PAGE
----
Selfridge also developed the Selfridge–Conway discrete procedure for creating an envy-free cake-cutting among three people. Selfridge developed this in 1960, and John Conway independently discovered it in 1993. Neither of them ever published the result, but Richard Guy told many people Selfridge's solution in the 1960s, and it was eventually attributed to the two of them in a number of books and articles.^{[10]}

Selfridge made the following conjecture about the Fermat numbers *F _{n}* = 2

This conjecture is also called the PSW conjecture, after Selfridge, Carl Pomerance, and Samuel Wagstaff.

Let *p* be an odd number, with *p* ≡ ± 2 (mod 5). Selfridge conjectured that if

- 2
^{p−1}≡ 1 (mod*p*) and at the same time *f*_{p+1}≡ 0 (mod*p*),

where *f*_{k} is the *k*th Fibonacci number, then *p* is a prime number, and he offered $500 for an example disproving this. He also offered $20 for a proof that the conjecture was true. The Number Theory Foundation will now cover this prize. An example will actually yield you $620 because Samuel Wagstaff offers $100 for an example or a proof, and Carl Pomerance offers $20 for an example and $500 for a proof. Selfridge requires that a factorization be supplied, but Pomerance does not. The related test that *f*_{p−1} ≡ 0 (mod *p*) for *p* ≡ ±1 (mod 5) is false and has e.g. a 6-digit counterexample.^{[12]}^{[13]} The smallest counterexample for +1 (mod 5) is 6601 = 7 × 23 × 41 and the smallest for −1 (mod 5) is 30889 = 17 × 23 × 79. It should be known that a heuristic by Pomerance may show this conjecture is false (and therefore, a counterexample should exist).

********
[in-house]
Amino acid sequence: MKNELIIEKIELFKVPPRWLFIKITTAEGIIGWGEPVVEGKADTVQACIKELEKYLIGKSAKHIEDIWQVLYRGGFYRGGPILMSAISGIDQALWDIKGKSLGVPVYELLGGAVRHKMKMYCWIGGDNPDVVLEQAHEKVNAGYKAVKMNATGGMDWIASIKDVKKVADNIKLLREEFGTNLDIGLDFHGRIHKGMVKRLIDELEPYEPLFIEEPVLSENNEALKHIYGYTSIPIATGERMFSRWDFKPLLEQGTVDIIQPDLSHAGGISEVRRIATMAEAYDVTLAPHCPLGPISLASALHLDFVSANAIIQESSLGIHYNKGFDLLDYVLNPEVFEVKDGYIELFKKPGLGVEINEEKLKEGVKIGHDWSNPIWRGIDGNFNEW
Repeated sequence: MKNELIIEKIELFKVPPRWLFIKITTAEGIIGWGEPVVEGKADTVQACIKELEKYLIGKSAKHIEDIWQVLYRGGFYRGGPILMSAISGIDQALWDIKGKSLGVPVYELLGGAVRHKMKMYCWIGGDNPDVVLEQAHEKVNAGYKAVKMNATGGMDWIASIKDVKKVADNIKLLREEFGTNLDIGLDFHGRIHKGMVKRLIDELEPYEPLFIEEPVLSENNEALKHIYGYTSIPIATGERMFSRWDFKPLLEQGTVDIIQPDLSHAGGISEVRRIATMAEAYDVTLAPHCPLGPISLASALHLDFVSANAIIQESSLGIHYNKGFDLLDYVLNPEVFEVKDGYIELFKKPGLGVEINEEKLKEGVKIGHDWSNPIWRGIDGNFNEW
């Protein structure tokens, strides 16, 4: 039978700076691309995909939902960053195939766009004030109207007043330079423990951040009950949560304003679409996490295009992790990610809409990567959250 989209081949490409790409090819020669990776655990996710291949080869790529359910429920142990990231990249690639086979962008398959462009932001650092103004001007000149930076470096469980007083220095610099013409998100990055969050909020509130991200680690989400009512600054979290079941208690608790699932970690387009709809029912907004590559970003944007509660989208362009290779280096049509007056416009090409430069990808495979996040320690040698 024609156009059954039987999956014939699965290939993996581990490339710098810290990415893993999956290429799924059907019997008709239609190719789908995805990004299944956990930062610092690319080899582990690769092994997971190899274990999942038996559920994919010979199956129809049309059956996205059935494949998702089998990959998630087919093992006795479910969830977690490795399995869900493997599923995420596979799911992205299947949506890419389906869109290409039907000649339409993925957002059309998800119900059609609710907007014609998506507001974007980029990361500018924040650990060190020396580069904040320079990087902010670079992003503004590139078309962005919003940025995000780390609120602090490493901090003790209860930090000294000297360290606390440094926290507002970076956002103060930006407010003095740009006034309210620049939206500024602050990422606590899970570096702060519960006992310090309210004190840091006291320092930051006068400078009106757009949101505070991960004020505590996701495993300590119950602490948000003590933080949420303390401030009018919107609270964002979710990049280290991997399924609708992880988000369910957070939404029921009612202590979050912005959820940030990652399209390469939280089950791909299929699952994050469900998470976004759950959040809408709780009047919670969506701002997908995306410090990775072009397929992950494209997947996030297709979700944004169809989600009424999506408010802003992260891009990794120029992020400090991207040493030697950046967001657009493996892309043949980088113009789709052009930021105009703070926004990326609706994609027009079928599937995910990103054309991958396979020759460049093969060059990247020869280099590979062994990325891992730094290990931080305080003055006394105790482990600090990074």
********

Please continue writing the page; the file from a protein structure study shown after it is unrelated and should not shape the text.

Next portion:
- Sierpinski number
- New Mersenne conjecture
- Lander, Parkin, and Selfridge conjecture
- Erdős–Selfridge function at Wolfram MathWorld

- ^
^{a}^{b}"John Selfridge (1927–2010)".*DeKalb Daily Chronicle*. November 11, 2010. Retrieved November 13, 2010. **^**John Selfridge at the Mathematics Genealogy Project**^**"Chinese Acrobatics, an Old-Time Brewery, and the "Much Needed Gap": The Life of Mathematical Reviews" (PDF).*ams.org*. 1997-03-01. Retrieved 2023-05-04.**^**"Math Times, Fall 2007". Archived from the original on 2011-06-05.**^**J. L. Selfridge; A. Hurwitz (January 1964). "Fermat numbers and Mersenne numbers".*Math. Comput*.**18**(85): 146–148. doi:10.2307/2003419. JSTOR 2003419.**^**Rajala, Tapio (3 February 2010). "GIMPS' second Fermat factor!". Retrieved 9 April 2017.**^**Keller, Wilfrid. "Fermat factoring status". Retrieved 11 April 2017.**^**John Brillhart; D. H. Lehmer; J. L. Selfridge (April 1975). "New Primality Criteria and Factorizations of 2^{m}± 1".*Math. Comput*.**29**(130): 620–647. doi:10.1090/S0025-5718-1975-0384673-1. JSTOR 2005583.- ^